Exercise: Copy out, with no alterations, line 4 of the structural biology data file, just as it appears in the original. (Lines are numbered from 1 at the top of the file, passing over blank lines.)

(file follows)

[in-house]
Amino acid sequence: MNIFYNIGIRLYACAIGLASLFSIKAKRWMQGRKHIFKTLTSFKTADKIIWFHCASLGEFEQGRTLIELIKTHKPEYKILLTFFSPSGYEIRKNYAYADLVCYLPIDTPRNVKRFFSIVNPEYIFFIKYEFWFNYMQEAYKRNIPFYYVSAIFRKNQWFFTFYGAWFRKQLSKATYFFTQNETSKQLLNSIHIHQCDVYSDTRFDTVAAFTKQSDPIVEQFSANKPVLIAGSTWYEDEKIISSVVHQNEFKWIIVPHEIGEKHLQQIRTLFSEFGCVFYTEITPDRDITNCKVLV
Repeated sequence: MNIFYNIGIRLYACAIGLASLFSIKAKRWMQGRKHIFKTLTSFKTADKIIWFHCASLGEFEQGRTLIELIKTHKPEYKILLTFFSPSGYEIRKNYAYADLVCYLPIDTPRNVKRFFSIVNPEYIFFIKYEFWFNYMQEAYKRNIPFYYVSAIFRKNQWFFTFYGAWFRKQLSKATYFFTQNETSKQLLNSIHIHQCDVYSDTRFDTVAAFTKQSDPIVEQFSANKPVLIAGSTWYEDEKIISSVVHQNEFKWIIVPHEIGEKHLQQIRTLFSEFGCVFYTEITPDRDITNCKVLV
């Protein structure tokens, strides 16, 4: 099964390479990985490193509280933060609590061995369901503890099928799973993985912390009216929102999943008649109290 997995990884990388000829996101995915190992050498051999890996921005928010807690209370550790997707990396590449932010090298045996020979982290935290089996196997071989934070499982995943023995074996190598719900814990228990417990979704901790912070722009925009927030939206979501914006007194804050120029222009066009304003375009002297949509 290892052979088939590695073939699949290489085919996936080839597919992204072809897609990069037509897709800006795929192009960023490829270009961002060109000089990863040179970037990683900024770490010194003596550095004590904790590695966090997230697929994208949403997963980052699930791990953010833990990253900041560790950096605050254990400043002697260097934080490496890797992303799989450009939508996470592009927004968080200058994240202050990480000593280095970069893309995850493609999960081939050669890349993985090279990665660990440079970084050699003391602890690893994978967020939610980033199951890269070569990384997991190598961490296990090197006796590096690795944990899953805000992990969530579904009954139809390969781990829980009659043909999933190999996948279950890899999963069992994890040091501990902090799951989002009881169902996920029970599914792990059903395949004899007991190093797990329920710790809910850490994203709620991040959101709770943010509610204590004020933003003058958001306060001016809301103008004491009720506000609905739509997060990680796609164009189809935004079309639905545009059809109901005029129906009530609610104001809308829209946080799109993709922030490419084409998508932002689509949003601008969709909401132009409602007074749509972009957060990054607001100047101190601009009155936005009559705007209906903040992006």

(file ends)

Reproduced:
């Protein structure tokens, strides 16, 4: 099964390479990985490193509280933060609590061995369901503890099928799973993985912390009216929102999943008649109290 997995990884990388000829996101995915190992050498051999890996921005928010807690209370550790997707990396590449932010090298045996020979982290935290089996196997071989934070499982995943023995074996190598719900814990228990417990979704901790912070722009925009927030939206979501914006007194804050120029222009066009304003375009002297949509 290892052979088939590695073939699949290489085919996936080839597919992204072809897609990069037509897709800006795929192009960023490829270009961002060109000089990863040179970037990683900024770490010194003596550095004590904790590695966090997230697929994208949403997963980052699930791990953010833990990253900041560790950096605050254990400043002697260097934080490496890797992303799989450009939508996470592009927004968080200058994240202050990480000593280095970069893309995850493609999960081939050669890349993985090279990665660990440079970084050699003391602890690893994978967020939610980033199951890269070569990384997991190598961490296990090197006796590096690795944990899953805000992990969530579904009954139809390969781990829980009659043909999933190999996948279950890899999963069992994890040091501990902090799951989002009881169902996920029970599914792990059903395949004899007991190093797990329920710790809910850490994203709620991040959101709770943010509610204590004020933003003058958001306060001016809301103008004491009720506000609905739509997060990680796609164009189809935004079309639905545009059809109901005029129906009530609610104001809308829209946080799109993709922030490419084409998508932002689509949003601008969709909401132009409602007074749509972009957060990054607001100047101190601009009155936005009559705007209906903040992006």